His command was significantly better than expected, and while his slider was a work in progress (watch the above video for one particularly nasty slider from the rear view – sorry, Adam Stump), his velocity had jumped up from the 89-91 MPH range he was at in Spring Training, touching 96 MPH.

Casey 96 MPH

We went back to work to develop arm strength and durability in addition to trying to eke out some more velocity gains. At this point, I emailed the various local scouts that I knew as well as some scouting directors I was friends with and told them about Casey’s resurgence. More than a few organizations were interested, and some fairly important people came out to see him at his last live hitters session (once again versus Puyallup HS) where his slider was incredibly sharp and he sat 94-95 MPH.

The End of the Beginning

Casey would return home with a parting gift in his travel bag – a full set of Driveline PlyoCare Balls, Elite Weighted Balls, and Jaeger Sports J-Bands for at-home training (all available in the Driveline Velocity and Arm Care MegaKit).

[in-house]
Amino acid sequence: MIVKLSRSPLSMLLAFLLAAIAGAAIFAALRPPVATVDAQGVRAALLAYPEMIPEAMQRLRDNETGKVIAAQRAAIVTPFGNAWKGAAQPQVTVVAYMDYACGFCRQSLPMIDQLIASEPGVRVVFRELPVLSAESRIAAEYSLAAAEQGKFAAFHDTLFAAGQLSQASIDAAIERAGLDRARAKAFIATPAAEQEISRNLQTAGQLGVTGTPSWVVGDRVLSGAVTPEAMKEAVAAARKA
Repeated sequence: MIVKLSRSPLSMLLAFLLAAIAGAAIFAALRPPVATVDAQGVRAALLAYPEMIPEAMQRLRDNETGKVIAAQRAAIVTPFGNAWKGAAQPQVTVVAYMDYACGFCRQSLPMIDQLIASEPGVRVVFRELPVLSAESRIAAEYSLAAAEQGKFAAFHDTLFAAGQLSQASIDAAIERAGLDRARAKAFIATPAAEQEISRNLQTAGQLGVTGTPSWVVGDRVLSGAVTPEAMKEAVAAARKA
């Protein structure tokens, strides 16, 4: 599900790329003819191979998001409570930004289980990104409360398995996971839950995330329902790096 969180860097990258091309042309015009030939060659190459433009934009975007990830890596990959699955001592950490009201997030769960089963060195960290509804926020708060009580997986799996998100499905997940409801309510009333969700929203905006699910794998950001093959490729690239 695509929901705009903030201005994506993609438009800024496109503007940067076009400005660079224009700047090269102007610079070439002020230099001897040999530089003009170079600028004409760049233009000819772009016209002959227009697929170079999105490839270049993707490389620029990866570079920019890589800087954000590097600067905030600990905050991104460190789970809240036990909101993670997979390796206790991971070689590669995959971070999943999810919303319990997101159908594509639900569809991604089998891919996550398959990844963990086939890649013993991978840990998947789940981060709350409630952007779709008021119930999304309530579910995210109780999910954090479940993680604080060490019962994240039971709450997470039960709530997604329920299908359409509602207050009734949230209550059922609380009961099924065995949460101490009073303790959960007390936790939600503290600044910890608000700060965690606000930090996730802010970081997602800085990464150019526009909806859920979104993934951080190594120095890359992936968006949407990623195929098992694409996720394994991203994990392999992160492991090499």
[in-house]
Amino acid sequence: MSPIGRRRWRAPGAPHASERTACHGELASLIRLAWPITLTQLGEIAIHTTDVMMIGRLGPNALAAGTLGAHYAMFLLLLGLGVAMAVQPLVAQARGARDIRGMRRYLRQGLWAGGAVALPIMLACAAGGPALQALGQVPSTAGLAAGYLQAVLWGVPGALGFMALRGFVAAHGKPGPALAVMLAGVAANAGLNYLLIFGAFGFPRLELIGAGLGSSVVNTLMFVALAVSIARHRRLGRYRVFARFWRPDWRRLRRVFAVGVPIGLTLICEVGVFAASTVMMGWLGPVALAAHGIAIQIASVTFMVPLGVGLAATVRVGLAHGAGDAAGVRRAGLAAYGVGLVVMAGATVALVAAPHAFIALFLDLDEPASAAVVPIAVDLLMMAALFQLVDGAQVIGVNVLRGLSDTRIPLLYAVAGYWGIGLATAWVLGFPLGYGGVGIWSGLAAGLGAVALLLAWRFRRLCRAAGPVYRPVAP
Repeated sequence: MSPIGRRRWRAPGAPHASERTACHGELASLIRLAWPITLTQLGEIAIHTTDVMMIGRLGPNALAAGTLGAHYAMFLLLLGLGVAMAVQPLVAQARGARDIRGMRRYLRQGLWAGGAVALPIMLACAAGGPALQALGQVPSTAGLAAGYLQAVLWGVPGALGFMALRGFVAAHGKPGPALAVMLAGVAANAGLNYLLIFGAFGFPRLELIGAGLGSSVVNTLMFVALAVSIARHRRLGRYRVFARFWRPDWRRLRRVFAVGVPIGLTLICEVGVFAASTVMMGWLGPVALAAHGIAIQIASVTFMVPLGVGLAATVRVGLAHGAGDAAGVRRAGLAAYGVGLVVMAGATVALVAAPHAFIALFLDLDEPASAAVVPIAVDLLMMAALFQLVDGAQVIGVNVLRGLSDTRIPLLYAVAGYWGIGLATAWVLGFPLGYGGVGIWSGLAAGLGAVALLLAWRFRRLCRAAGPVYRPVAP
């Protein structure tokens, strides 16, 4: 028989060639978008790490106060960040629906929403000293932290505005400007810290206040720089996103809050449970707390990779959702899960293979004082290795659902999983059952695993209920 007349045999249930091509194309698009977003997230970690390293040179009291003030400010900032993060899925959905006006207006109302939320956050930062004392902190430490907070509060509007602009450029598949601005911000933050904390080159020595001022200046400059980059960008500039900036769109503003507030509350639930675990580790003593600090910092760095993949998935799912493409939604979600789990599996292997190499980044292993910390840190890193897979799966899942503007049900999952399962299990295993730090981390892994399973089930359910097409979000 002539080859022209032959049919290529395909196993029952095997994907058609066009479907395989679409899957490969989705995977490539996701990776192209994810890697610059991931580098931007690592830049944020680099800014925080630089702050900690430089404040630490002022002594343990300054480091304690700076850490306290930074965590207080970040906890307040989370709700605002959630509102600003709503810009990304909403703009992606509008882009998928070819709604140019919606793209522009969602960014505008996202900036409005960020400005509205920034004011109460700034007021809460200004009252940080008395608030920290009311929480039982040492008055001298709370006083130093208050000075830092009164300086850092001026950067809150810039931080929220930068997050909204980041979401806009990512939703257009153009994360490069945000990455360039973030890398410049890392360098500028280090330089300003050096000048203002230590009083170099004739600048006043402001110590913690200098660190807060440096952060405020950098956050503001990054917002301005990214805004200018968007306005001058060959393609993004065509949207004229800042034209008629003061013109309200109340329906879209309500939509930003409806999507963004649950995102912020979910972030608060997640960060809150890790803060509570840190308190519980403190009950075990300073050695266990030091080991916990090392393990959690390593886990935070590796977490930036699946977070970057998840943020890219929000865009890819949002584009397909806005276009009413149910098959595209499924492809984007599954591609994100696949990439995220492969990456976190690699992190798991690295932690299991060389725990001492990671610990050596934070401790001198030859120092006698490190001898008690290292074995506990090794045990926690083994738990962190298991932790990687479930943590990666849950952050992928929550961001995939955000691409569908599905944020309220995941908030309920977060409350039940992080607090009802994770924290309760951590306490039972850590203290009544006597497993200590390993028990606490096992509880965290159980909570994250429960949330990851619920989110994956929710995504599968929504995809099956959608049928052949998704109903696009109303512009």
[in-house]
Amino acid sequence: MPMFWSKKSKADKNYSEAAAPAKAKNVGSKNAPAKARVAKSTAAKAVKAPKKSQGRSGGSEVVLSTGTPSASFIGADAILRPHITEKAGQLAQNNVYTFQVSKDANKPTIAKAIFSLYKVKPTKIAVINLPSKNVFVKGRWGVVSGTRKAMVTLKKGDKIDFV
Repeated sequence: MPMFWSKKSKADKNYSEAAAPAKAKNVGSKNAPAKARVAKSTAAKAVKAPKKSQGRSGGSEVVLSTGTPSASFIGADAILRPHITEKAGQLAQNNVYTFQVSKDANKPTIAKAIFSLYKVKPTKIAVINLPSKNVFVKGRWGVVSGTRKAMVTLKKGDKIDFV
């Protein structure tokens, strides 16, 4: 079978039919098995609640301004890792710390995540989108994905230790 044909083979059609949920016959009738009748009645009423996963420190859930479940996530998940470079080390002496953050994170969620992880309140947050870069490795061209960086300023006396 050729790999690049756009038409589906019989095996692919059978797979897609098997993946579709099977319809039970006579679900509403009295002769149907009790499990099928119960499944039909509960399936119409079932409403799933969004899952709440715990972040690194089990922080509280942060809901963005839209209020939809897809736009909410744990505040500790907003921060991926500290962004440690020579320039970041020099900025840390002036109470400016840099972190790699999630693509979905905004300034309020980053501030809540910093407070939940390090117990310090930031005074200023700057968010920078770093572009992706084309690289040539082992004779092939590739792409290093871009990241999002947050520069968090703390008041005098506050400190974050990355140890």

I sent him his remote training program so he could continue to work hard, and we stayed in frequent touch over a period of two weeks. I opened up a channel with his agent, Mark Pieper of Relativity Sports, as well as other scouts who previously expressed interest in Casey’s progress, until the inevitable happened – Casey would sign as a free agent on May 16th, 2014, with the Tampa Bay Rays – joining the organization that has treated his former Vanderbilt teammate so well, David Price.